Participants in this study appeared to recognise the value and importance of children’s spontaneous musical activities and to encourage it describing the benefit for children’s holistic development and the role of music in attachment and bonding. However, they also appear to have identified benefits for children in attending organised, structured musical activities both within the home, but more substantially outside the home.
It is recommended that parents and carers are offered guidance and advice about the importance of acknowledging and valuing young children’s spontaneous musical activities in the home. It is a matter of concern that parents might lack confidence to instigate and encourage young children’s musical activities in the home;
It is recommended that an online database of trialled and validated musical resources be made available for parents and carers to use in the home;
It is recommended that this study is extended to include particular groups of children and families such as minority ethnic groups and children with disabilities;
It is recommended that a study to explore young children’s musical activities in early years settings be conducted to explore the understanding and practices of early childhood practitioners given the importance of young children’s spontaneous musical activities in their overall and holistic development as noted from the literature review in this report.
Martin Fautley (Birmingham City University), Pam Burnard and John Finney (Cambridge University), Pauline Adams (Institute of Education), Jonathan Savage (Manchester Metropolitan University).
How can composers and teachers be supported to work most effectively together?
How do professional composers make judgements about the quality of compositions and what are the indicators of progression? What correlation is there between these criteria and those of exam boards?
What does creative progression look like – for example the difference between a Year 7 and a Year 9 composition – and how can we ensure progression within the secondary curriculum, particularly given the genre-based approach?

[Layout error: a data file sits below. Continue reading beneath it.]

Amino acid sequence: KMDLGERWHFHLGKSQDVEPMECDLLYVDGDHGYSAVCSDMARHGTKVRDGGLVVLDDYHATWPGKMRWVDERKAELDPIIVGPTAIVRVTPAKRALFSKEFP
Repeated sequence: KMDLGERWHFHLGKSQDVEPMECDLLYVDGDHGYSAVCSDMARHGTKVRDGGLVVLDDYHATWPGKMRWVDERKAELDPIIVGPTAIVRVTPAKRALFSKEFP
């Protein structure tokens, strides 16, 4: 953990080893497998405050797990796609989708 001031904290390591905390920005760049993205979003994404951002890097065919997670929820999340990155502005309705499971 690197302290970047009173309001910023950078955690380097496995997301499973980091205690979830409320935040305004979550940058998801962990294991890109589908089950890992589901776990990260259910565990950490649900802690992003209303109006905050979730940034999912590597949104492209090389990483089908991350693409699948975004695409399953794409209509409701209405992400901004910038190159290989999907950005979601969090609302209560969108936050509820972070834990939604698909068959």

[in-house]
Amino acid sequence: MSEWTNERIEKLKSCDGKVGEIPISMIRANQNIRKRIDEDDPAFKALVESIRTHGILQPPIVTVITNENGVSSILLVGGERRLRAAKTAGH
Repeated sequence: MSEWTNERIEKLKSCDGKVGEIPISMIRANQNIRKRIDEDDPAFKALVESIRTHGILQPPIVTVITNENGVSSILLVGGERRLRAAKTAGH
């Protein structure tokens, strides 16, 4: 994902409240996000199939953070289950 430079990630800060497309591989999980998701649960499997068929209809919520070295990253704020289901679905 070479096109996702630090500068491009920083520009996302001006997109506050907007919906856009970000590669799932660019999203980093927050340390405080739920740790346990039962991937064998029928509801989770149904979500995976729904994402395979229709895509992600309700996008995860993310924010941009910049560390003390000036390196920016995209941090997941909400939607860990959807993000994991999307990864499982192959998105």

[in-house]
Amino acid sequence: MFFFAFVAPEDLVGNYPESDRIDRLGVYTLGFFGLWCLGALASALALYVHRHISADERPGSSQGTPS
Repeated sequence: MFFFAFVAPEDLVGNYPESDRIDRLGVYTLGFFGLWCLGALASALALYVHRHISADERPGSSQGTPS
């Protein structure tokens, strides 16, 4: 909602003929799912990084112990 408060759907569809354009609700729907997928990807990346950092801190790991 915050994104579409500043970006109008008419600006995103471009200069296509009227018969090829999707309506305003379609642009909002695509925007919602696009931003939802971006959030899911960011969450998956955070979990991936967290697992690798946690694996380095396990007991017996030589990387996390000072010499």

What are the challenges around assessing creativity and how can students be supported to take risks, fail and experiment in a system where assessment is central?
PhD student Shannon Ludgate of the School of Education talks about her research on children’s use of touchscreen technology. Shannon describes her research and what she hopes to achieve during the course of her PhD.
Role at BCU: PhD Researcher and Graduate Teaching and Research Assistant
Research Interests: Family Learning, Adult Education, Literacy, Ethnicity
Research you are currently working on: My PhD is looking at Family Learning initiatives in Birmingham. My research questions are:
What does family learning mean to parents, children and practitioners?
What does best practice look like in different contexts?
How can best practice be implemented in all family learning institutions?
Can a framework for monitoring the benefits of family learning be established and embedded into institutional practice?
Research methodologies you are using: I am going to carry out case-studies of 3 Family Learning providers. I will use semi-structured interviews with families and practitioners and observations of learning sessions. I also plan to use Visual and Sensory ethnography and Discourse Analysis.
Current issues, thoughts and reflections on education & research: It is an exciting time to be within the School of Education at BCU as the school is expanding and the links between teaching and research are getting stronger!
Most influential research you have read/seen: Black Masculinities and Schooling: How Black Boys Survive Modern Schooling (Sewell, 1997)
Advice for new researchers: Don’t be afraid to try new and innovative techniques whilst carrying out your research.
Mini fact about you: I have a trainer addiction (currently on 18 pairs and counting!)